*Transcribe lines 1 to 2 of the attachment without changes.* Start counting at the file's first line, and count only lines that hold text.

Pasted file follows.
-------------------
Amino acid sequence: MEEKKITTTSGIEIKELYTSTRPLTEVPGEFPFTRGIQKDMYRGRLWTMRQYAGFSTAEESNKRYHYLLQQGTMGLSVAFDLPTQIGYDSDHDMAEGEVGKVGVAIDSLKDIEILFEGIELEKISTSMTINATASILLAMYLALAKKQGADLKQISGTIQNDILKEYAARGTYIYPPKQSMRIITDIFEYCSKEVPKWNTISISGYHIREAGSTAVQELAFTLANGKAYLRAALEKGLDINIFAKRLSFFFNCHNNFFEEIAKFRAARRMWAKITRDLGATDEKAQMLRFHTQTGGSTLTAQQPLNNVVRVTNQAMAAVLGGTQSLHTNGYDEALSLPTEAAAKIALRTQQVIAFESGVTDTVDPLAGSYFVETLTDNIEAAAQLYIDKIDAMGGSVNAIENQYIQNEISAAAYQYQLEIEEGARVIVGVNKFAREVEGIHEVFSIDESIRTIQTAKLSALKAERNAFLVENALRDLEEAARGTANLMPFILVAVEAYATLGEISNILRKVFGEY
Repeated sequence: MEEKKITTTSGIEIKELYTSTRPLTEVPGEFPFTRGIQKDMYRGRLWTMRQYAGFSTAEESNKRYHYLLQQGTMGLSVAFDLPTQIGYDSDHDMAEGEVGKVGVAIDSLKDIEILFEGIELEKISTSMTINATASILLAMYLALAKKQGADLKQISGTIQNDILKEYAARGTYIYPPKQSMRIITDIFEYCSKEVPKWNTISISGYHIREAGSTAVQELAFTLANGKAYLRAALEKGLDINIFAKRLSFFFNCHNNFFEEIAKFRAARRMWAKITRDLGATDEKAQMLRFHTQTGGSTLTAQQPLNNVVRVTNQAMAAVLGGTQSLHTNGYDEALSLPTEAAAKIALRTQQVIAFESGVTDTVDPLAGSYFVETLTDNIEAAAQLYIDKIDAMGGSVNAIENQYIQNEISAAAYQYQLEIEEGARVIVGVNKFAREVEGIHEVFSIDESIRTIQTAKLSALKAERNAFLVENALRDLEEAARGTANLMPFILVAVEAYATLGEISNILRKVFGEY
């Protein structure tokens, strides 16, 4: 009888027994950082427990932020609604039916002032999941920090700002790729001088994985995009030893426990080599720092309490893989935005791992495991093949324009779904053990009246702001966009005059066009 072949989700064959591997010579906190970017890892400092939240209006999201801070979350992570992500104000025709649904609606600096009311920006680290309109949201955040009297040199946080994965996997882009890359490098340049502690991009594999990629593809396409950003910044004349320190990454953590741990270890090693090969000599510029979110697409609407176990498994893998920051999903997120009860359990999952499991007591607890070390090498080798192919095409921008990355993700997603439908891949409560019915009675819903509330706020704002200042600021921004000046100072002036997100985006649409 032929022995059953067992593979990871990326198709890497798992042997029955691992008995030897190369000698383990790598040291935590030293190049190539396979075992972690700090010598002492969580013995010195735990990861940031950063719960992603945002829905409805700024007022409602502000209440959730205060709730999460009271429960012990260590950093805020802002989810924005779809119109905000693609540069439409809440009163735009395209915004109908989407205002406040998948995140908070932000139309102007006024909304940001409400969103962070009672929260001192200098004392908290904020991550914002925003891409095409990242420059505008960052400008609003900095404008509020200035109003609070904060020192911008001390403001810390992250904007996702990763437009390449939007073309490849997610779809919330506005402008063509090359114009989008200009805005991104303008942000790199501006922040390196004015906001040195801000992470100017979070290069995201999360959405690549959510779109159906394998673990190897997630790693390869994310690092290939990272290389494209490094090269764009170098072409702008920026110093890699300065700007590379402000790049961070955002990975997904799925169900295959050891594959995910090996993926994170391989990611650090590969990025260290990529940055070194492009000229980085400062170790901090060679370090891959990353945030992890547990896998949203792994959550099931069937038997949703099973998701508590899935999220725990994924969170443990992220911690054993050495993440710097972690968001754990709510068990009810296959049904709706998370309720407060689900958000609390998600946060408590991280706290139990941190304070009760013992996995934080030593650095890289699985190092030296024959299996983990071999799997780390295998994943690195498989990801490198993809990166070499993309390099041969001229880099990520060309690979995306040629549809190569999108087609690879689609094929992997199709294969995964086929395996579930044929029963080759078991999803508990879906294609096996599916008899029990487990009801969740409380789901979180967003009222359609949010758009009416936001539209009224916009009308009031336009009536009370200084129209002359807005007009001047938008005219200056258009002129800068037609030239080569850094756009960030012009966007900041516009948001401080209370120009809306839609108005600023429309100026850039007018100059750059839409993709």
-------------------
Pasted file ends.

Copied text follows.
Amino acid sequence: MEEKKITTTSGIEIKELYTSTRPLTEVPGEFPFTRGIQKDMYRGRLWTMRQYAGFSTAEESNKRYHYLLQQGTMGLSVAFDLPTQIGYDSDHDMAEGEVGKVGVAIDSLKDIEILFEGIELEKISTSMTINATASILLAMYLALAKKQGADLKQISGTIQNDILKEYAARGTYIYPPKQSMRIITDIFEYCSKEVPKWNTISISGYHIREAGSTAVQELAFTLANGKAYLRAALEKGLDINIFAKRLSFFFNCHNNFFEEIAKFRAARRMWAKITRDLGATDEKAQMLRFHTQTGGSTLTAQQPLNNVVRVTNQAMAAVLGGTQSLHTNGYDEALSLPTEAAAKIALRTQQVIAFESGVTDTVDPLAGSYFVETLTDNIEAAAQLYIDKIDAMGGSVNAIENQYIQNEISAAAYQYQLEIEEGARVIVGVNKFAREVEGIHEVFSIDESIRTIQTAKLSALKAERNAFLVENALRDLEEAARGTANLMPFILVAVEAYATLGEISNILRKVFGEY
Repeated sequence: MEEKKITTTSGIEIKELYTSTRPLTEVPGEFPFTRGIQKDMYRGRLWTMRQYAGFSTAEESNKRYHYLLQQGTMGLSVAFDLPTQIGYDSDHDMAEGEVGKVGVAIDSLKDIEILFEGIELEKISTSMTINATASILLAMYLALAKKQGADLKQISGTIQNDILKEYAARGTYIYPPKQSMRIITDIFEYCSKEVPKWNTISISGYHIREAGSTAVQELAFTLANGKAYLRAALEKGLDINIFAKRLSFFFNCHNNFFEEIAKFRAARRMWAKITRDLGATDEKAQMLRFHTQTGGSTLTAQQPLNNVVRVTNQAMAAVLGGTQSLHTNGYDEALSLPTEAAAKIALRTQQVIAFESGVTDTVDPLAGSYFVETLTDNIEAAAQLYIDKIDAMGGSVNAIENQYIQNEISAAAYQYQLEIEEGARVIVGVNKFAREVEGIHEVFSIDESIRTIQTAKLSALKAERNAFLVENALRDLEEAARGTANLMPFILVAVEAYATLGEISNILRKVFGEY